The work of Rev. Jude Geiger, a Unitarian Universalist minister

A Spirited Life

This sermon was preached on Sunday, April 21st at the UU Fellowship of Huntington, Long Island. It wrestles with the tragedy of the 2013 Boston Marathon. 

A week has not yet passed since the tragedy in Boston on Monday. Over 170 people injured. Many of whom may never walk again. Four dead – including an 8 year old boy, and later in the week, a 26 year old MIT police officer. An impossible end to a day that is otherwise a marker of human perseverance. Some run for sport. Some run as a sign they have turned their lives around. Some run for countless charities – dedicating their effort for good. The event itself is inspired by the fabled run from Marathon to Athens letting the Greeks know they turned back the invading Persian army. The Greeks would rise to influence the course of Western History – arts, culture, and the roots for modern democracy. They laid part of the path for the political experiment we strive to continue today. The Boston marathon is a modern global improbability – 96 nations represented in this act of peace; this tribute to the human spirit. For the families of those affected – it’s an immense, physical tragedy; one that I cannot fully grasp. It’s enough to lose hope.

And we can do that. We can hold onto the moment captured vividly on TV. The bombs exploding in perfect video capture, over and over. As if they are continuing to detonate into this moment. As if the story stopped right there… and there was nothing more to tell. But that’s not how the story ended. The human story went on to show police running toward the victims to help. The story went on to to hear about marathon runners going the 27th mile to donate blood at hospitals. The story went on tell how a well coordinated medical response saved countless lives – lives that would have ended if there were even minutes of delays – but there weren’t those delays. Our emergency responders were prepared. They were ready to give their time to save the lives of strangers – strangers from 96 different countries. It’s enough to kindle our hope once more.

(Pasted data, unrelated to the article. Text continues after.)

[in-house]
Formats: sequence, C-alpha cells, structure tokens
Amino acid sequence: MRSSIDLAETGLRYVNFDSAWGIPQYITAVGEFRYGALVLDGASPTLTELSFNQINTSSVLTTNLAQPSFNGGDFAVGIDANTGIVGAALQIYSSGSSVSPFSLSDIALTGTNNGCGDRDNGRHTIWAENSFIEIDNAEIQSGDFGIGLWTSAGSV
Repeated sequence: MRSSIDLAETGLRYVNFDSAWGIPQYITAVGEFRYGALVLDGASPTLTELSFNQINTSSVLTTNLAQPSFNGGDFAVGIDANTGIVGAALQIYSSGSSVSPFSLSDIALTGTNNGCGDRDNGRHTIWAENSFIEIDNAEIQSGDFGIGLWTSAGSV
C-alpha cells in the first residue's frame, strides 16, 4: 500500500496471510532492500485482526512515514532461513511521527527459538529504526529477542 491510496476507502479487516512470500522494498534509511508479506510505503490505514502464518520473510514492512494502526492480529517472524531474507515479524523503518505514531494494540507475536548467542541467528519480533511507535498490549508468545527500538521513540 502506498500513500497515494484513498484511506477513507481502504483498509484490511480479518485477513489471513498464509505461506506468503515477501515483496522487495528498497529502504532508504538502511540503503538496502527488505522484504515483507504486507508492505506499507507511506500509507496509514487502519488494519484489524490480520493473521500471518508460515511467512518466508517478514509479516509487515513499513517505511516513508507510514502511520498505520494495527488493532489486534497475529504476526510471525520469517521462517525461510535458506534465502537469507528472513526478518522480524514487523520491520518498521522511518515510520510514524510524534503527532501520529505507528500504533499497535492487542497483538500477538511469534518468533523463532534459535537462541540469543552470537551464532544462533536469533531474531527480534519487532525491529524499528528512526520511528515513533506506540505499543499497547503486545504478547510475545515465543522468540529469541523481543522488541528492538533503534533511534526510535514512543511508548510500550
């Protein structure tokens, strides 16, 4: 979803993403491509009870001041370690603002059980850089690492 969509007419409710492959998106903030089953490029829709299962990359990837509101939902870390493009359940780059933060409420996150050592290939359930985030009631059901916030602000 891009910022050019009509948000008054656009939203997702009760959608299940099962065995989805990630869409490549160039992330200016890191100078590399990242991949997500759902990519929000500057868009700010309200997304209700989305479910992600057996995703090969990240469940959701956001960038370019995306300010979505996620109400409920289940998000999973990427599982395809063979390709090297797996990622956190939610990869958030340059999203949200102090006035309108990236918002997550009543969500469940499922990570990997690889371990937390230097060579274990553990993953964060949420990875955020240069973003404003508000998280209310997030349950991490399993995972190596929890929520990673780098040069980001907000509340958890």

The successes; the ongoing triumphs of the human spirit do not give us back those three lives. They do not heal the scars of the 170 injured and the countless friends and families who know them. But they do take us away from the stalled journalism that fixates on the moment of the explosion. The triumphs do teach us that our actions matter. They remind us that every story doesn’t end on the worst moment, but begins again – it continues throughout our life. And when our time comes to an end, there is another runner to pick up from where we left off. There is always someone there to say – We are not yet through. There is more that can be done. There are lives worth knowing, loves worth growing, and a depth to our purpose on this earth.

The great statesmen of Unitarian Religious Humanism of the early 20th century, the Rev. Curtis Reese, once wrote, “[Humans are] capable of so ordering human relations that life shall be preserved, not destroyed, that justice shall be established, not denied; that love shall be the rule, not the exception. It but remains for religion to place responsibility at the heart of its gospel. When this is done, science and democracy and religion will have formed an alliance of wisdom, vision and power.”[1] Reese asks us to put responsibility at the heart of our religious mission. With all the randomness of life; with all the moments of chaos and pain; he asks us to take responsibility for our responses. He asks us to approach life with a love that is central to our nature, a movement toward justice despite its inconvenience to personal privilege or power, and most of all, that we bring order to a chaos that can overwhelm us. We seek preservation over destruction.